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Food Photography: A Matter Of Perspective
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Food Photography: A Matter Of Perspective

Some precious tips for food photography in the third episode of FDL's series on how to take better mobile food pictures: a look at the best way of shooting dish

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Here are some tips for food photography. Now that we’ve discussed the prevalence of mobile food photography and the best lighting, it’s time to start talking about tips. No matter the mobile tool, don't be afraid to play with your food a little, before photographing it. Don't do this at any of the 50 Best Restaurants; I don't want to receive your dry-cleaning bill when some of the best chefs in the world throw your meal in your lap because you tried to rearrange his plated creation. However, that meal you slaved to cook or the cookies your best friend baked just for you, that you really want to share on Instagram - sometimes, a little creative construction can make even the best looking food that much more photogenic.

If you’re on an iPhone user, remember that you can use your finger to tap on the screen and direct the camera where to focus and expose. This is particularly important with capturing food as an entire scene completely in focus does not generally make for a beautiful food photograph.

Ever wonder how soup with a garnish looks so incredible in cookbooks and online? Use a little trick that professionals have known forever: put a bowl in it! A smaller bowl, turned upside down and set in the soup will allow a garnish to sit close to the surface and give the appearance of perfectly floating, while hiding your prop and making your soup look effortlessly beautiful.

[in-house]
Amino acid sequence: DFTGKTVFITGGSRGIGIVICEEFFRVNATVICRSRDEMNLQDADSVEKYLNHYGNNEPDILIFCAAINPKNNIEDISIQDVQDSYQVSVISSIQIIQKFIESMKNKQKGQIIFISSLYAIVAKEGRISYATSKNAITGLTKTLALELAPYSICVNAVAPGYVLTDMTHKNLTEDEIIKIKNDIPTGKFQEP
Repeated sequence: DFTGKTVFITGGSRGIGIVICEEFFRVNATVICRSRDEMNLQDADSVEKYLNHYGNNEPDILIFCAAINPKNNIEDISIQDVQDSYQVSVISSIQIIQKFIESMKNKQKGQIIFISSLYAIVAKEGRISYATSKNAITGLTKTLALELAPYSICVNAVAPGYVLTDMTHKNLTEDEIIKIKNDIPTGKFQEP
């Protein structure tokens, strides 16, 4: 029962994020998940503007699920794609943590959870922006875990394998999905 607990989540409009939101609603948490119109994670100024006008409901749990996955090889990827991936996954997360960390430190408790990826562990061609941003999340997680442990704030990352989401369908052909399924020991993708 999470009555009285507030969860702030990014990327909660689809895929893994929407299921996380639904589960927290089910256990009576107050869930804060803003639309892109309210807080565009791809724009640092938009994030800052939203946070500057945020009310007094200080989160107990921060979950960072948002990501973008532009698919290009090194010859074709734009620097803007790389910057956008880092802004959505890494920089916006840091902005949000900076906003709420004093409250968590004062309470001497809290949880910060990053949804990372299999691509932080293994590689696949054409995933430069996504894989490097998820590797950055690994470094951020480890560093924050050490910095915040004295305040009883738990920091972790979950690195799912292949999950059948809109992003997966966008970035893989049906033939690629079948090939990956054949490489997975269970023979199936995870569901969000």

Think about perspective. Don’t just ‘point and shoot.’ Get low and shoot up, or shoot your food from above. With both tricks you offer a different perspective and you stand the chance of seeing your food in a more beautiful light.

It’s unfortunate, but meat can look like something very unappealing - approach this one with care! It’s likely you will know just by looking at your dish whether you should be photographing it, or eating it. Don’t assume everything needs to be captured. A good steak, in particular, is often better eaten than immortalized.

The more colorful the meal, the better it photographs! Brown and gray are bad; green, red, and yellow are good. Yes, it’s that simple. Don’t ignore texture. Sometimes getting up close to a dish to photograph the details can really make for a mouth-watering final image.

Look beyond just the finished dish - and particularly if you’re a traveler - seek to capture the process of eating beginning with where food is grown, continuing to where it is sold and ending when it is finally plated. Consider even photographing food as it comes out of the kitchen at a restaurant, capturing important condiments or elements of a finished meal. Capture the details of a meal beyond just the dish you eat; whether it’s silverware, place setting, menu, location name or just an entire dish instead of a close-up – don’t shy away from experimenting with composition. And think beyond food to also include immortalizing the drinks that you consume. Sometimes they’re the best part of a dining experience or an evening with friends.

Don’t skip dessert! Just like you wouldn’t fail to save room for it, don’t avoid photographing it. Sometimes desserts are the easiest culinary delights to shoot.

Jodi Ettenberg, author of the upcoming Food Traveler’s Handbook, says “…spend time pouring through the food photography that really resonates with you and dissect why it is that you feel strongly... Be it the angles or light sources or colours, it's very helpful to have pre-set ways to think about food on camera that you know you love. That way, if you're sitting down to photograph a meal, you can quickly roll through those scenarios in your head and compose a scene that works.” If food photography is important to you, treat it like anything that is – do your research. And then emulate what you admire.

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